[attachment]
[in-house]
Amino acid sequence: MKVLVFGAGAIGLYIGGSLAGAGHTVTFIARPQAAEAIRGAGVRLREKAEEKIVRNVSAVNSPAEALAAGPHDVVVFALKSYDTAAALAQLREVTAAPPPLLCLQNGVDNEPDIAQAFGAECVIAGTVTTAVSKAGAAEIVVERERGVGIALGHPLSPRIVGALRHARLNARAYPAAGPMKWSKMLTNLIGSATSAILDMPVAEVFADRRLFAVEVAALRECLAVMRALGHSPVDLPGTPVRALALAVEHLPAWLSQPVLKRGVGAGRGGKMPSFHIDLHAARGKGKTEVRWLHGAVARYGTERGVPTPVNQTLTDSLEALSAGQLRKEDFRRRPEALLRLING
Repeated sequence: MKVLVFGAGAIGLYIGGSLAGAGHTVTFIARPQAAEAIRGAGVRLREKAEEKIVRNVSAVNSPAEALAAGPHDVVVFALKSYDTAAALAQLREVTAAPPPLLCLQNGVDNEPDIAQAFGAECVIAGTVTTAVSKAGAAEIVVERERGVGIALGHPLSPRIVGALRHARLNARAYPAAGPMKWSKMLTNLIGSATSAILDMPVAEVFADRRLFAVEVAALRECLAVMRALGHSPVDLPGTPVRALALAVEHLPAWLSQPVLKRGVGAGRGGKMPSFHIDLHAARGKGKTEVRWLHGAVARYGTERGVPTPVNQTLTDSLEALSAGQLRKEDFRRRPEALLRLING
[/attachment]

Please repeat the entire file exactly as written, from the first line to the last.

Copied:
[in-house]
Amino acid sequence: MKVLVFGAGAIGLYIGGSLAGAGHTVTFIARPQAAEAIRGAGVRLREKAEEKIVRNVSAVNSPAEALAAGPHDVVVFALKSYDTAAALAQLREVTAAPPPLLCLQNGVDNEPDIAQAFGAECVIAGTVTTAVSKAGAAEIVVERERGVGIALGHPLSPRIVGALRHARLNARAYPAAGPMKWSKMLTNLIGSATSAILDMPVAEVFADRRLFAVEVAALRECLAVMRALGHSPVDLPGTPVRALALAVEHLPAWLSQPVLKRGVGAGRGGKMPSFHIDLHAARGKGKTEVRWLHGAVARYGTERGVPTPVNQTLTDSLEALSAGQLRKEDFRRRPEALLRLING
Repeated sequence: MKVLVFGAGAIGLYIGGSLAGAGHTVTFIARPQAAEAIRGAGVRLREKAEEKIVRNVSAVNSPAEALAAGPHDVVVFALKSYDTAAALAQLREVTAAPPPLLCLQNGVDNEPDIAQAFGAECVIAGTVTTAVSKAGAAEIVVERERGVGIALGHPLSPRIVGALRHARLNARAYPAAGPMKWSKMLTNLIGSATSAILDMPVAEVFADRRLFAVEVAALRECLAVMRALGHSPVDLPGTPVRALALAVEHLPAWLSQPVLKRGVGAGRGGKMPSFHIDLHAARGKGKTEVRWLHGAVARYGTERGVPTPVNQTLTDSLEALSAGQLRKEDFRRRPEALLRLING